My kids make fun of me all the time for liking so many female singer-songwriters. I guess it all began with this record by Carole King. She wrote a lot of songs that other people made famous (examples: James Taylor and "You've Got a Friend," Aretha Franklin and "You Make Me Feel Like a Natural Woman," both on this album). Tapestry won all sorts of Grammys and stayed on the charts for years. One reason it's impressed upon my brain is that when it came out, I was on a camping trip out west with a bunch of other teenagers. I think radio stations played "It's Too Late" every 10 minutes. My girlfriend at the time and I played this album over and over and sang every word. Favorite song: "So Far Away"

Sweet Baby James - James Taylor (1970)

James Taylor is arguably one of the most enduring singer-songwriter-musicians of our time. I own all his records, and have seen him in person 4 times. Next time he shows up around my area, I'm there. Being a guitarist myself, I admire his unique style and have tried to emulate him as much as possible. This particular record was one of several James Taylor records that my girlfriend-now-wife Suzy and I bonded over. I must admit, though, if I hear "Fire and Rain" one more time I'll go crazy. Favorite song on this album: the title track, "Sweet Baby James"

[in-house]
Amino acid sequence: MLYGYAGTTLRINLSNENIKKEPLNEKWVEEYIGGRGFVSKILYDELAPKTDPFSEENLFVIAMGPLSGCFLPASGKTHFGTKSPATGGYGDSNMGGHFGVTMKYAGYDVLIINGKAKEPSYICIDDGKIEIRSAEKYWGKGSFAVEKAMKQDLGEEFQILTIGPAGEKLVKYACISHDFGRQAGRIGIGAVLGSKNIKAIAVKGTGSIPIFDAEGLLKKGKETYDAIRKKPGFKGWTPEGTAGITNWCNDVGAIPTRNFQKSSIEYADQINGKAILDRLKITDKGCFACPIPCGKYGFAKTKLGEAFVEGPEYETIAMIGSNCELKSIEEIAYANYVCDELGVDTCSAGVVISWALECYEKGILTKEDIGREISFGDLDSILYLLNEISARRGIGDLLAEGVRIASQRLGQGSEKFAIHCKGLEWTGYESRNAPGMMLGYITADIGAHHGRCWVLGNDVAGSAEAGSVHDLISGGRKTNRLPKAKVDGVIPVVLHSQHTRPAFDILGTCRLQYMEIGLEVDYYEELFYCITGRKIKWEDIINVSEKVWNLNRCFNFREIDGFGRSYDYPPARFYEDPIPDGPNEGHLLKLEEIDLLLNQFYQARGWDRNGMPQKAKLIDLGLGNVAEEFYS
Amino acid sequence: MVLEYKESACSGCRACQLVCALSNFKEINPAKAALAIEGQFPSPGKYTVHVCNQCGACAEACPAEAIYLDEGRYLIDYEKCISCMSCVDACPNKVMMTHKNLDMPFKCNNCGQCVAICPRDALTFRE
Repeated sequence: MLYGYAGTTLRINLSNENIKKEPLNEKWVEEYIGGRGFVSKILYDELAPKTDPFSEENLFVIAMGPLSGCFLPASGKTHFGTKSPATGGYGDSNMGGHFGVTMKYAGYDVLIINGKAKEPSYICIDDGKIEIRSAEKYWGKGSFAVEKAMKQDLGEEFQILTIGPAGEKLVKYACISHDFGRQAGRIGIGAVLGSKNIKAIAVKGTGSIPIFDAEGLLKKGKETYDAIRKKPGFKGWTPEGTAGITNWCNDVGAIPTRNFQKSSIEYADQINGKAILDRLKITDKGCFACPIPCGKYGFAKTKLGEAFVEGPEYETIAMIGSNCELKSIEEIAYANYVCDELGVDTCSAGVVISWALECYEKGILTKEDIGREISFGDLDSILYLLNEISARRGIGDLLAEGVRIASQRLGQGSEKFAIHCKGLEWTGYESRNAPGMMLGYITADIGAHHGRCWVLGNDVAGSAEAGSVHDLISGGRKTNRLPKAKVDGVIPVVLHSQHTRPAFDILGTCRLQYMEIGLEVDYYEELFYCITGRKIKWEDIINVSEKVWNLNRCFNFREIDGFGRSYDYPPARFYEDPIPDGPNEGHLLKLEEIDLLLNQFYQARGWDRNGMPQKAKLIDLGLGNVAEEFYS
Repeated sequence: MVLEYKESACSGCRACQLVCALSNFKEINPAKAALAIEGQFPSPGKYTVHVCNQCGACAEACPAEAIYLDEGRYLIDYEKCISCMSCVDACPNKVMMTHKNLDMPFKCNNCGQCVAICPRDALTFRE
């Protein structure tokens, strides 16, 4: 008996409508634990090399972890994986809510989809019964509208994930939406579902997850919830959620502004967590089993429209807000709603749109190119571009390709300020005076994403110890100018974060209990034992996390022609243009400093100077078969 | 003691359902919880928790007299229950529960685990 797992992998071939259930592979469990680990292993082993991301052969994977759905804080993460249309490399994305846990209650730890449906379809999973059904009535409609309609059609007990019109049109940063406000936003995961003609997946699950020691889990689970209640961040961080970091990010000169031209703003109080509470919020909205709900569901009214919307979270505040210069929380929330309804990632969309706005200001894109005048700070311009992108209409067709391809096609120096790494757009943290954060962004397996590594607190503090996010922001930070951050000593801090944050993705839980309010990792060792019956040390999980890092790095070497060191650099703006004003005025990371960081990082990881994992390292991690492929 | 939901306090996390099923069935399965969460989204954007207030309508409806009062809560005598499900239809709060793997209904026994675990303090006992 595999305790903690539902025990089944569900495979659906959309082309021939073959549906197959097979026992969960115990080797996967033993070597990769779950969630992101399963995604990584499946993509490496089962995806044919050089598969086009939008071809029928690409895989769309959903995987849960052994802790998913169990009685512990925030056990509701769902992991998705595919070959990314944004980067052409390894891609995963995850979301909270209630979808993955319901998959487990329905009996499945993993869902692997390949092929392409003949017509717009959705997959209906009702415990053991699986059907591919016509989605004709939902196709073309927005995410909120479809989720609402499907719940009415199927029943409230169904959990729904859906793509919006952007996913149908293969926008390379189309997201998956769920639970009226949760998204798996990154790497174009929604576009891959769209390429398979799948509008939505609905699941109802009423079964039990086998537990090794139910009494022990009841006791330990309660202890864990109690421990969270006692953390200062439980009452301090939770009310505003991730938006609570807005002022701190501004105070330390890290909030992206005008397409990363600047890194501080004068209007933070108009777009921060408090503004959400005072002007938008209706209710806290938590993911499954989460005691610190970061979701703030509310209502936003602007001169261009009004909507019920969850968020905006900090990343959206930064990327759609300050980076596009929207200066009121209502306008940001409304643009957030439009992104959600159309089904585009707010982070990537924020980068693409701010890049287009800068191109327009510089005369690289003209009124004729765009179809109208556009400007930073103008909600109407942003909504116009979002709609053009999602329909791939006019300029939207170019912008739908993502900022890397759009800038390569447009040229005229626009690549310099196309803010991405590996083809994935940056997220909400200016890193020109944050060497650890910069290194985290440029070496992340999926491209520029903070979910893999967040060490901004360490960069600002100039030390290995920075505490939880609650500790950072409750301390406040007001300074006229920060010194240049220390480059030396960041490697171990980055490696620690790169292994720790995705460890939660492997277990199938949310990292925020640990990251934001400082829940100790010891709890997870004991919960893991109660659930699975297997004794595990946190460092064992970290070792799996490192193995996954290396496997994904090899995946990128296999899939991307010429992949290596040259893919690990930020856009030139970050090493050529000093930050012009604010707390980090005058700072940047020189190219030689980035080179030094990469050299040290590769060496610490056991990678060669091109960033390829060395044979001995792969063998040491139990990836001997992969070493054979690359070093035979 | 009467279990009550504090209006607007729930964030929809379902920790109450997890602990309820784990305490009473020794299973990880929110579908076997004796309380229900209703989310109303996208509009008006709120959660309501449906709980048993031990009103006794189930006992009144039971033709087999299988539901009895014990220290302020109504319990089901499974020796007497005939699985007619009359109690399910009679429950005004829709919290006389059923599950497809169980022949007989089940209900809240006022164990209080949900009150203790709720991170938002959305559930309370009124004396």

Blood, Sweat and Tears - Blood, Sweat and Tears (1969)

When I'm in a certain nostalgic mood, I still love to turn on this CD! This album was monumental in many ways. For one thing, it's the first album I know of that opened and closed with the same song ("Variations on a Theme By Erik Satie"). I thought the footsteps and door closing recorded at the end of the album was also pretty clever. Several songs on the record brought BS&T a lot of fame, including "Spinning Wheel" and "You've Made Me So Very Happy." But what I found most engaging was the fact that the album contained longer versions of these and other songs, including jazz segments not heard on the radio versions. At the time, I considered this album the "thinking man's record." It was sophisticated, innovative, and combined rock, jazz, classical, and blues styles. Favorite song: "God Bless the Child"

Led Zeppelin II - Led Zeppelin (1969)